Café founder, coffee roaster, importer and pioneer of specialty principles decades before the third wave gained traction, George Howell has worn many hats in the business of coffee over the years. Yet, as he tells World Coffee Portal, being a coffee enthusiast has always suited him best
George Howell, founder, George Howell Coffee | Photo credit: George Howell Coffee
Exploring George Howell’s career is like taking a trip through the development of specialty coffee culture itself. From establishing renowned Boston-based café Coffee Connection with his wife Laurie in 1975 to becoming a pioneer of direct trade and single origin appreciation, and being a key figure in the development of the Cup of Excellence, Howell’s impact on the world of specialty coffee has been immense and profound.
From the outset of his career, Howell’s attention to detail and passion for the craft of coffee have been the hallmarks of his decades of innovation. That dedication is evident in one of his early coffee experiences – brewing coffee on the road with his French press in the late 1960s.
“I would pay 35 cents for hot water at restaurants along the interstate and grind coffee in the men’s room. As I was pouring the hot water into my French press people would come up to me, wondering what in the heck I was doing. All of this was happening before I had a clue that I’d be in coffee a year later,” he recalls.
Guided by curiosity and a passion for elevating coffee quality – and convinced they could do better than the beverages frequently served in Boston at the time – Howell and his wife Laurie opened their first coffee shop business. Taking inspiration from hit film The French Connection – an inspired suggestion from Laurie – the first Coffee Connection café opened in Boston in April 1975.
“There were no marketing studies to suggest that we would be super successful. It was by driving home what I was passionately interested in – a café unlike any other that I had seen – that really made the success.”
“The older I've gotten and the more I’ve been involved, the more it’s about the farmer. Period”
Howell was heavily inspired by the work of the late Erna Knutsen, who is widely regarded as the Godmother of specialty coffee and whose San Francisco-based B.C. Ireland coffee brokerage also supplied the high-quality coffees Howell sought. In 1988 she introduced Howell to Kenyan green coffee merchants Dormans Coffee, a business he retains strong links with today.
“All roads lead to Rome, and Rome was Erna Knutsen,” says Howell. “The quality that she was offering – from Sumatra, Kenya, Ethiopia, the Americas – there was no one who even came close to it,” he says.
As Howell recounts, that first café was notable for several innovations that were decades ahead of their time. Every coffee offered for home consumption was also available to be brewed on the spot in a French press. Frustrated by the lack of fresh coffee available in Boston, Howell ensured every barrel of roasted coffee and every bag sold at retail was dated, meaning customers were served fresh coffee no more than five or six days old.
“I don’t think anything happened like that for another two decades or more anywhere in the US,” says Howell.
“We were very popular from day one and customers streamed in. There was an unacknowledged desire on the part of many people to have something tasting decent that had not yet been expressed by anyone, at least on the East Coast at the time.
Coffee Connection continued to grow successfully in the Greater Boston area, reaching 12 stores by 1992. The following year saw the business attain venture capital funding, enabling it to double in size by outlets and gain a foothold in Connecticut, New York and New Jersey.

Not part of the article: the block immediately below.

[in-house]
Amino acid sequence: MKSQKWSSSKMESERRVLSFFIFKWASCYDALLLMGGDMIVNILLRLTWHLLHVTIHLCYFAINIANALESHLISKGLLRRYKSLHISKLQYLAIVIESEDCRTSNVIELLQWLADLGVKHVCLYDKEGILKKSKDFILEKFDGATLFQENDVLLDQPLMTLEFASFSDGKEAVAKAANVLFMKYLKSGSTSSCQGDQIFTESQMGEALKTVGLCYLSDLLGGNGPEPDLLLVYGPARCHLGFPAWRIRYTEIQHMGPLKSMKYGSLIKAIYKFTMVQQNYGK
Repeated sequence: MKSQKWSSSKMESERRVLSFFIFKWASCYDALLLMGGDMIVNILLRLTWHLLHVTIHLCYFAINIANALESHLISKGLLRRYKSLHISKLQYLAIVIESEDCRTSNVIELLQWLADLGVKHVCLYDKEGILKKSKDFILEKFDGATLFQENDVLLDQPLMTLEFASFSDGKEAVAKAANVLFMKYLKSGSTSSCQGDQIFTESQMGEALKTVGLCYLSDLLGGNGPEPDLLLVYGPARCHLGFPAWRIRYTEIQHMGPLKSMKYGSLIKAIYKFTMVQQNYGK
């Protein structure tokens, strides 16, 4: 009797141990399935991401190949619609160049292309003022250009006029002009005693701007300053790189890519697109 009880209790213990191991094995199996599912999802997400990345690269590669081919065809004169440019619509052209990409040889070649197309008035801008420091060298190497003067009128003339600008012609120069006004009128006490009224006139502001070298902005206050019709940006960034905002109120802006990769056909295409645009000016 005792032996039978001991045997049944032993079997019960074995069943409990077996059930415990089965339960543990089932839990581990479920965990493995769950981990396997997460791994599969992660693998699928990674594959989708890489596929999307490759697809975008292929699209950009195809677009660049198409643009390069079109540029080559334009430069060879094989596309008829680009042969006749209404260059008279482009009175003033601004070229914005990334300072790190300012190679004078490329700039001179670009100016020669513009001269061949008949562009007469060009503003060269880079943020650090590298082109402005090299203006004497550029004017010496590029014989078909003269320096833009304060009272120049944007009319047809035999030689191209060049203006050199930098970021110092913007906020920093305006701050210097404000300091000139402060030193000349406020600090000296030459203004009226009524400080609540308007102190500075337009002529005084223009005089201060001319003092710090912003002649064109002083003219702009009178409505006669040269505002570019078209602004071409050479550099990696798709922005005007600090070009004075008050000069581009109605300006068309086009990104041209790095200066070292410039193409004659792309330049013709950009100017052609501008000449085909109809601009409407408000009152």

“We certainly succeeded because I found people to work with who were really great at what they did. That happened with Coffee Connection and it’s happening now. It can take time to find and with a lot of falls in the process,” Howell says.
Despite the rapid ascent of Coffee Connection, Howell says expansion was always “opportunistic” rather than strategic and that commercial success was never the primary motive for scaling the brand.
Yet, with Coffee Connection Howell achieved both in a single stroke. With the café’s reputation for excellence complemented by Howell’s keen eye for great locations, the business grew in both size and influence.
Howard Schultz (left) with George Howell (right) in 1994 | Photo credit: George Howell Coffee
In 1993 Coffee Connection caught the eye of a rapidly expanding coffee chain called Starbucks, which went on to “quite unexpectedly” acquire the business.
“They approached us because we had such great locations, because we had created knowledgeable coffee customers, and because we really owned Boston, completely owned it,” Howell recalls.
The acquisition not only enabled Howell to focus more on his family, which by that point was six children approaching college age, but also to focus on innovation, something that a growing business empire had proved a distraction from.
“I was having to pull myself away from that pioneering discovery work that I was doing, towards getting more investment, money, organisation and all the rest, which is not where my heart beats.”
Embracing the opportunity to pursue his passion for discovery, Howell set up a sample roaster and cupping lab in his home, a move that also enabled him to stay connected to the specialty coffee community.
A cup above the rest
In 1997 Howell was invited to become a quality consultant to Brazil as part of the Gourmet Project, a twoyear initiative set up by the United Nations’ International Trade Council (ITC) and the International Coffee Organization (ICO).
The goal of the project was to promote high-grade coffee, initially from Brazil, Ethiopia, Zimbabwe and Papua New Guinea, to emerging specialty markets in the US, Europe and Japan in order to gain higher premiums for farmers unable to invest in quality because of C-price volatility.
Howell says his interest in single origin coffee had first been sparked by the discovery of Kenyan and Costa Rican varieties in the late 1980s, with the Gourmet Project enabling him to further hone his expertise without the distraction of running a multi-site coffee business.
For two years Howell toured Brazilian coffee farms to learn from and engage with producers about tapping into the lucrative US specialty coffee market.
After scouring Brazil’s coffee lots for the best coffee he could find, Howell brought back three of his best samples to the US and pitted them against 11 others for a blind cupping.